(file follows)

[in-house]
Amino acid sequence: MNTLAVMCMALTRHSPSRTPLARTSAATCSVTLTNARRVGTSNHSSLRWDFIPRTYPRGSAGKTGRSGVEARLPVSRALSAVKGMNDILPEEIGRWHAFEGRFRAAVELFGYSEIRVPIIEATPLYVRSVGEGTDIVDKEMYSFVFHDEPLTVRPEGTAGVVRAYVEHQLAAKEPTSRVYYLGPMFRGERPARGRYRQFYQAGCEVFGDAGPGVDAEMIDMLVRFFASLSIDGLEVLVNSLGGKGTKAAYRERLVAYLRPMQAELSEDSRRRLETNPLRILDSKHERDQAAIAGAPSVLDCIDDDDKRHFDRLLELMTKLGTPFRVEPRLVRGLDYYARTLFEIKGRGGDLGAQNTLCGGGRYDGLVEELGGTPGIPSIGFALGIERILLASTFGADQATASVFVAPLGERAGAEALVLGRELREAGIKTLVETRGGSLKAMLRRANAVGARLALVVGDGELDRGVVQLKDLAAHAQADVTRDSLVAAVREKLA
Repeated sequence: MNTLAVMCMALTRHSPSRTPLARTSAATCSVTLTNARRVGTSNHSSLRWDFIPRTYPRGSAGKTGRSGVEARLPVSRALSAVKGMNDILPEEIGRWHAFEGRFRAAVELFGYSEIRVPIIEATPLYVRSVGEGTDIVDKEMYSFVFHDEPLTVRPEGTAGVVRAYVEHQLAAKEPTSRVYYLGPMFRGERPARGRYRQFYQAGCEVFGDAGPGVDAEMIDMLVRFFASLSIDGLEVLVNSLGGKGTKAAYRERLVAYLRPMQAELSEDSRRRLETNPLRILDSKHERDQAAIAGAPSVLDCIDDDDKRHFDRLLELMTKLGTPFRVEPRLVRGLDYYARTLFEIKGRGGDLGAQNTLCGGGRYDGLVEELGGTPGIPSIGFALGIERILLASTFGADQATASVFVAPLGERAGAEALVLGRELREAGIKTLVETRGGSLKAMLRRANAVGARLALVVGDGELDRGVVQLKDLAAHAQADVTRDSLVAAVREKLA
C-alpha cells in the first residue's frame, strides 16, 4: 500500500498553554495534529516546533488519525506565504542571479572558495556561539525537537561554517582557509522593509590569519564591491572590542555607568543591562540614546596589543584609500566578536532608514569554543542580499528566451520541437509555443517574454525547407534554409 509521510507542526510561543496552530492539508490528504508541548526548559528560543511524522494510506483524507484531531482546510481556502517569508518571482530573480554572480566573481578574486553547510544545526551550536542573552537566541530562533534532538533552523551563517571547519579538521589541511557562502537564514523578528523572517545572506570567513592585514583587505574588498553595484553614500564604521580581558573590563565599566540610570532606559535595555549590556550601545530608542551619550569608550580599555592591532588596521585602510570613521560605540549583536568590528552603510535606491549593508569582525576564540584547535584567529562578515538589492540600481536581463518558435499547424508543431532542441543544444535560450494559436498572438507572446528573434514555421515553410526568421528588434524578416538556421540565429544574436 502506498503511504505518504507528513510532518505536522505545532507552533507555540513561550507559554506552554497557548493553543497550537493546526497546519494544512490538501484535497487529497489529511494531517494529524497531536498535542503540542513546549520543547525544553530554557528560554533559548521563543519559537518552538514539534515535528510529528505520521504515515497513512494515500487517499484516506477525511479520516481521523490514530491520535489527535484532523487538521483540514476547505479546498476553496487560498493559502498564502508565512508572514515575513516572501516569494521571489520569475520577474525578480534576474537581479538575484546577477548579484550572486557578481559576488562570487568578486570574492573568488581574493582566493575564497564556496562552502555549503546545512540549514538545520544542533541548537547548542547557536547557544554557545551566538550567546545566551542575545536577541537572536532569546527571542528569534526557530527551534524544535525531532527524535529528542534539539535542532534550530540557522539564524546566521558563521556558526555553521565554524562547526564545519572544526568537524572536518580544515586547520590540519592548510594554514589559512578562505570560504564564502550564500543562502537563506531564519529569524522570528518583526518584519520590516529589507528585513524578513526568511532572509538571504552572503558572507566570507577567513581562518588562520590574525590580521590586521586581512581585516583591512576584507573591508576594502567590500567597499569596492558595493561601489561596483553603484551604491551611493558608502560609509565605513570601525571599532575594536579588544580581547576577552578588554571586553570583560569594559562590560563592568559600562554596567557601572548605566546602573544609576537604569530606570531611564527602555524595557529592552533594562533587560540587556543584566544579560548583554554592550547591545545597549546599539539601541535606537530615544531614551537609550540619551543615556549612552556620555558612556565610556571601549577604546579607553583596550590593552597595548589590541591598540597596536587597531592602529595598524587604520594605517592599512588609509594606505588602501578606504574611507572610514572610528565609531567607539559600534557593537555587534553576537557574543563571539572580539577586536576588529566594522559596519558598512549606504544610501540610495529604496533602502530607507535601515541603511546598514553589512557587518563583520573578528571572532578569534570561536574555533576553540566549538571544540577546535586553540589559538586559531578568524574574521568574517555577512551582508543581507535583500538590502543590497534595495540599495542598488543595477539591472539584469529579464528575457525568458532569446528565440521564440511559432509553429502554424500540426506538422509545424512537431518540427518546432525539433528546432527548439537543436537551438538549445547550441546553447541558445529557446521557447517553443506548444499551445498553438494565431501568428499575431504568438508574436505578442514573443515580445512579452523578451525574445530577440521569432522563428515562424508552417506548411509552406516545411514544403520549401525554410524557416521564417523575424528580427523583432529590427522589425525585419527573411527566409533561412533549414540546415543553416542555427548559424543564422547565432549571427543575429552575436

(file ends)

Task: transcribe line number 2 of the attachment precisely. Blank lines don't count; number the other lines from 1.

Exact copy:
Amino acid sequence: MNTLAVMCMALTRHSPSRTPLARTSAATCSVTLTNARRVGTSNHSSLRWDFIPRTYPRGSAGKTGRSGVEARLPVSRALSAVKGMNDILPEEIGRWHAFEGRFRAAVELFGYSEIRVPIIEATPLYVRSVGEGTDIVDKEMYSFVFHDEPLTVRPEGTAGVVRAYVEHQLAAKEPTSRVYYLGPMFRGERPARGRYRQFYQAGCEVFGDAGPGVDAEMIDMLVRFFASLSIDGLEVLVNSLGGKGTKAAYRERLVAYLRPMQAELSEDSRRRLETNPLRILDSKHERDQAAIAGAPSVLDCIDDDDKRHFDRLLELMTKLGTPFRVEPRLVRGLDYYARTLFEIKGRGGDLGAQNTLCGGGRYDGLVEELGGTPGIPSIGFALGIERILLASTFGADQATASVFVAPLGERAGAEALVLGRELREAGIKTLVETRGGSLKAMLRRANAVGARLALVVGDGELDRGVVQLKDLAAHAQADVTRDSLVAAVREKLA